These dovetailing contradictions point to attitudes at war: America's storied permissive, live-and-let-live ethos doing battle with the equally powerful forces of rectitiude and social conventions.

For some of those who run afoul of those conventions, the way back to mainstream respectability is all too clear. Reliably, consistently, the path to good graces runs through television. Just ask Pee-wee Herman (Paul Reubens). Or Hugh Grant.

Or Janet Jackson. Maybe nothing illustrates the split between outrage and action like the controversy around her “wardrobe malfunction” at the 2004 Super Bowl.

Jackson bared her right breast for all of five seconds in a dance number with singer Justin Timberlake.

There was a brief but intense backlash in the ensuing weeks and months: Jackson was dropped from some high-visibility projects, endured the scorn of pundits and op-ed writers; and became a favorite target of opportunity for late-night TV. Bad Janet.

Then came the rebound: Jackson took the obligatory All Apologies Tour of some of the same TV talk shows that skewered her. She made an appearance on CBS's "Late Show With David Letterman" and had a guest-host spot on NBC's “Saturday Night Live” — two of the more reliable stops for a star on the road to rehabilitation.

“Damita Jo,” the Jackson album released months after the Super Bowl flap, sold more than 3 million copies — disappointing only when compared to her previous record sales — and the singer got two Grammy nominations in December. Janet reborn.

Or consider Martha Stewart, the domestic diva now serving a five-month jail sentence in West Virginia for lying about a stock sale, is set to resume her high-profile life with a one-hour, daily syndicated TV show to be broadcast on NBC starting in the fall. Stewart's resurrection in the public eye started before she even got out of jail!

Gil Reavill, author of “Smut,” a forthcoming book on the hypersexualization of popular culture, finds the nation's hot-then-cold reactions to the objects of its ridicule is a matter of an ever-shorter attention span.

“We’re so inured to the constant drumbeat of ‘new story, new story, new story’ that there’s not many stories that hold our attention for that long,” said Reavill, whose book will be published by Sentinel/Penguin in April.

“It’s the nature of the human beast,” Reavill said. “You lose interest; the novelty of something wears off. It’s a tireless search for novelty.”

For Robert J. Thompson, founding director of the Center for the Study of Popular Television at Syracuse University, the seemingly-modern split between what Americans do and what Americans profess takes place against a broader backdrop of history:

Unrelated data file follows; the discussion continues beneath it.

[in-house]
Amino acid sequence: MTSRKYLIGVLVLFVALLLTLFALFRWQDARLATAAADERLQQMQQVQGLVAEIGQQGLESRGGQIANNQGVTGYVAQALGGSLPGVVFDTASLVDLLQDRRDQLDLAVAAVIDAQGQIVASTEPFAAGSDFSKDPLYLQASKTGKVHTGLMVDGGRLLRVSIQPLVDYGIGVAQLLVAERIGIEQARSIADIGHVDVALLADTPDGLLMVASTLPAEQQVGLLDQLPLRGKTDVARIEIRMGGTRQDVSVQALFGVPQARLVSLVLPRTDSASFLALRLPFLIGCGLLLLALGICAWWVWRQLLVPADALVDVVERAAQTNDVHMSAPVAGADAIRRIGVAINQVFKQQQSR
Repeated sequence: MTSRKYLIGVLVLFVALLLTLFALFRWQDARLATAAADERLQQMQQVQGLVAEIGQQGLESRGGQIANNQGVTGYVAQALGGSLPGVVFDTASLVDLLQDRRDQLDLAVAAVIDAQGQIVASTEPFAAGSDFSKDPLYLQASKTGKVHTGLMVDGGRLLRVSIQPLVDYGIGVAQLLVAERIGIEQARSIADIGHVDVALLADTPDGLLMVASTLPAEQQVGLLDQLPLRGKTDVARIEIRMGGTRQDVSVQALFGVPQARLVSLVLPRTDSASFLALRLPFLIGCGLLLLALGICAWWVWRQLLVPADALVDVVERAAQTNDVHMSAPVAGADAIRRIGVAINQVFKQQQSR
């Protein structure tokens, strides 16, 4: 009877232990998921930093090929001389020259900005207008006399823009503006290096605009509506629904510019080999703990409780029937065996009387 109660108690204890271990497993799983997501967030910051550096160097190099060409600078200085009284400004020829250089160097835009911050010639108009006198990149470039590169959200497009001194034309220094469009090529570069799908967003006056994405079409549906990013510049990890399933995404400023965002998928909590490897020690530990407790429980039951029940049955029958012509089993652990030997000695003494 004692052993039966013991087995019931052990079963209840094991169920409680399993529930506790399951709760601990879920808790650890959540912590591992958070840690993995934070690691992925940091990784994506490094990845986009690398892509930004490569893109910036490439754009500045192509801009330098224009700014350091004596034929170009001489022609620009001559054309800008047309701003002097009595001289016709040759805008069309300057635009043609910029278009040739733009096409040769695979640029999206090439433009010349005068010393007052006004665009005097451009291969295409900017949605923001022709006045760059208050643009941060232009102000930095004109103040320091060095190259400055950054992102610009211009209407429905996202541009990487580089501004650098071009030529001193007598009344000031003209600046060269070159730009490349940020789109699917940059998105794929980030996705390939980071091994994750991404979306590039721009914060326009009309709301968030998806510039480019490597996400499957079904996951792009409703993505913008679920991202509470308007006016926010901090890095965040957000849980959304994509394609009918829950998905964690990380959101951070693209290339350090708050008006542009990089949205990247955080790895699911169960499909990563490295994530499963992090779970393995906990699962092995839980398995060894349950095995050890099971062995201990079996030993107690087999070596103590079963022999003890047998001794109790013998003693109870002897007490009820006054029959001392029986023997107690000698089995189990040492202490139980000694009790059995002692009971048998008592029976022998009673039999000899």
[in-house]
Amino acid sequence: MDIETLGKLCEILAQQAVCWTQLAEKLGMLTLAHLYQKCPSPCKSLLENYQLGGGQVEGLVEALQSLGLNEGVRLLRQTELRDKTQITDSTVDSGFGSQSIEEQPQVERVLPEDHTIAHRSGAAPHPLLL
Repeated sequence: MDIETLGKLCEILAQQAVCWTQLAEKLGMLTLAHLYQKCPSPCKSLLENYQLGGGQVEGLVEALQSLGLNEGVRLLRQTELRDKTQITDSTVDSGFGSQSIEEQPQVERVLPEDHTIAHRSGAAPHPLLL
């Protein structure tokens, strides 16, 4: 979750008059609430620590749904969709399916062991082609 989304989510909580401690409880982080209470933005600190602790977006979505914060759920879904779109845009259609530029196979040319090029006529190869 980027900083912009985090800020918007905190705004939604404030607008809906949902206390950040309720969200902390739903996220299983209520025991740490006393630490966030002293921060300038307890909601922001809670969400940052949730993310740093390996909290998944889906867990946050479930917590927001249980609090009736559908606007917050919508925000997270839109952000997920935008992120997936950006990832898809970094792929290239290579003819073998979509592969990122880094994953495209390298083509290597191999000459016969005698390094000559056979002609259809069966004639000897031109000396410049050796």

“At Plymouth plantation, you had the pilgrims who came here to pursue a religiously-based life with strict parameters,” Thompson said. “But if you look at court cases, a lot of those people didn’t always adhere to those standards.”

“We enjoy the feel of moral outrage at the same time we're guilty of the things we claim to be outraged about. TV is something you consume in the privacy of your home. A lot of people who are outraged are also consuming a lot of the programming they’re outraged about,” he said.

“In some cases, what's happening is the moral-outrage books have been cooked in a number of ways,” he said. “Of course, moral values are important. But Americans have their sanctimonious attitudes on an a la carte basis.

“This is both the country that's most obsessed by sex and the country that's most embarrassed by sex. Put those together and you’ve got a recipe for exactly the situation we have now.”

For Thompson, television is symbolic of a wider division. “In some things it’s fairly easy to draw the battle lines; the usual suspects line up in the usual places,” he said.

“TV is obvious because it's everywhere. But in other ways — with high school football in Texas, for example, where the very people arguing against the blasphemy of American media, with its violent images, argue that the sanctity of American football should be preserved in all its glory — it's clear no one set of philosophical prinicples are applied across the board.

“America’s history is one big makeover show,” Thompson said. “We've always been a nation that seems perfectly comfortable with contradictions. The ability to navigate those contradictions with a straight face is characteristic of the American identity.”